Kurt Warner (Zachary Levi) aspires to become an NFL football player while struggling to make ends meet in small town Iowa. After he meets Brenda (Anna Paquin) at a local bar, they fall in love and get married. His marriage is put to the test when he has to find a way to balance his love of football and his love of his family.
Like a truly great sports drama, American Underdog isn't fundamentally about a sport or a sports player. Yes, Kurt is indeed a football player, but he's also a husband, a father, a friend, a son and, above all, a human being. Based on the true story of Kurt Warner, the screenplay by David Aaron Cohen, Jon Gunn and co-director Jon Erwin never fails to treat Kurt as a human being from the very beginning. His passion for football and for yearning fulfill his dreams of becoming an NFL player feels palpable and relatable to anyone who's ever had a dream. What makes him human, though, are his flaws as well as his strengths. For example, when he first sets his eyes on Brenda at the club, like Tony does with Maria in West Side Story, he overcomes his aversion to country music, learns how to dance from his friend, and returns to the club to dance with Brenda to a country song. He even stops her from dancing with another guy so that he could be the one to dance with her, so he does come across as a bit arrogant and rude initially. She doesn't tell him her name right away and they banter with one another. Their banter is very witty, and you can feel their chemistry together despite Brenda's reluctance to spend more time with him.
The full reason why Brenda behaves that way toward Kurt becomes clearer later on in their relationship during their intimate moments as they connect, so the screenwriters should also be commended for the effective way that they incorporate exposition into the film. Kurt shows up at her door unannounced, and her young son, Zach (Hayden Zaller), lets him in. With a less sensitive screenplay, that scene could've easily made Kurt seem like an obnoxious creep, but instead it shows that he's compassionate as he bonds with Zach after fixing his radio. He even briefly expresses remorse about showing up without an invitation, so he's not as toxic as you might think he is and he's capable of being introspective. There's a wonderfully-written scene where Brenda's mother, Jenny Jo (Morgana Shaw), sees him interacting with Zach and you can sense right away that she appreciates and recognizes his compassionate nature. Brenda soons warms up to him, too. Fortunately, Kurt and Brenda's relationship as a boyfriend and girlfriend and, eventually, as a husband and wife, feels real without being too heavy-handed or cloying. The film has a pure, unadulterated sweetness that's very rare to find in cinema these days. It's warm, wise and wonderful.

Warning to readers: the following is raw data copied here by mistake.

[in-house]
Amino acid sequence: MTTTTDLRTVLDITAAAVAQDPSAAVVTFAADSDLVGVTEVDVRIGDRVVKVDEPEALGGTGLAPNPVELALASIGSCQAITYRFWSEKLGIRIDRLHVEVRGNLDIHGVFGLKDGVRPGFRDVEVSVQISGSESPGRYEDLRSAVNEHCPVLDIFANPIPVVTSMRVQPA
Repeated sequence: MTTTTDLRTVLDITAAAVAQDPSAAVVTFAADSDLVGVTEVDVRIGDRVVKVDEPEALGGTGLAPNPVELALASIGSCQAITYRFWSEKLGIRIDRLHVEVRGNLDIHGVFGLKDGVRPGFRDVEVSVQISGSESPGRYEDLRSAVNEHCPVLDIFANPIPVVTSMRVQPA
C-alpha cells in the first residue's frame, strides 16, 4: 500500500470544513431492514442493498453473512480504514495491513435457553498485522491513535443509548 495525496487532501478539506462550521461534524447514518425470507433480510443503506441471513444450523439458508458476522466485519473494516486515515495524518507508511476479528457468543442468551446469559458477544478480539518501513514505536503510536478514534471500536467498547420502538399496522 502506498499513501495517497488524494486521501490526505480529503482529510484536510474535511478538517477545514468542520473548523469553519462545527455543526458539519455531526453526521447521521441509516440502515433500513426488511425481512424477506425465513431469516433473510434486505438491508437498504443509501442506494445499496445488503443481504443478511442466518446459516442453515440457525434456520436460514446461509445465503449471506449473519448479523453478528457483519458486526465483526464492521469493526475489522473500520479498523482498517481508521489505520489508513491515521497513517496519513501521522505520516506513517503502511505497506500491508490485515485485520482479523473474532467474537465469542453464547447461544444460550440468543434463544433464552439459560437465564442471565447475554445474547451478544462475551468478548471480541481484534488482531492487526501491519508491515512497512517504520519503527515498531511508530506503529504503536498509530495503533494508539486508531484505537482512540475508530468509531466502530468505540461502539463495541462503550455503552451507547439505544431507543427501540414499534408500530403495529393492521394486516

According to Francois Truffaut, a great film has just the right balance between Truth and Spectacle. American Underdog has Spectacle in the exhilarating football games, but the real Spectacle is found within its Truth or, more accurately, within its humanity. The filmmakers don't shy away from showing humanity in its wide spectrum, from the dark to the light side without dwelling too much on either side. There's just the right amount of levity and gravitas. Kurt and Brenda each have their own emotional pain to deal with which makes them all the more human, relatable and compelling. Both of them express their joy, anger, frustrations, sorrow and other human emotions that breathe life into their characters. It's also refreshing to see Brenda written as such a strong role for a woman. She's strong because she's decent and for perservering while conquering adversity. She's not afraid to express her anger either, which she has every right to do as a human being. At least the audience gets a sense of where her anger comes from. Dennis Quaid shows up as a coach who offers Kurt some valuable kernels of wisdom, but that scene doesn't feel preachy, clunky nor contrived. The same can be said when one of the characters tells Kurt a powerful aphorism about how we shouldn't be defined by our achievements, but rather by who we've become. There's a lot to unpack in that particular scene, both on an emotional as well as an intellectual level, yet the filmmakers trust the audience's intelligence, including their emotional intelligence, to decipher its meaning on their own while inspiring the audience to be introspective concurrently.
Zachary Levi and Anna Paquin give convincingly moving performances that ground American Underdog even further into humanism. They handle the emotional complexities of their roles with conviction and naturalism without over-acting, even when Kurt and Brenda bicker with one another. They're very emotionally generous and talented for seeing and treating Kurt and Brenda as human beings from start to finish. Co-directors Andrew and Jon Erwin should be commended for casting Hayden Zaller, who's legally blind, in the role of Zach. Hayden Zaller gives a breakthrough, heartwarming performance as Zach who, like Hayden himself, doesn't let his own disability stand in the way of fulfilling his dreams. Be sure to stay through the end credits for a post-credits scene about Zach. At a running time of 1 hour and 52 minutes, American Underdog will make you stand up and cheer. It's captivating, heartfelt and exhilarating. It's a triumph!
The Tragedy of Macbeth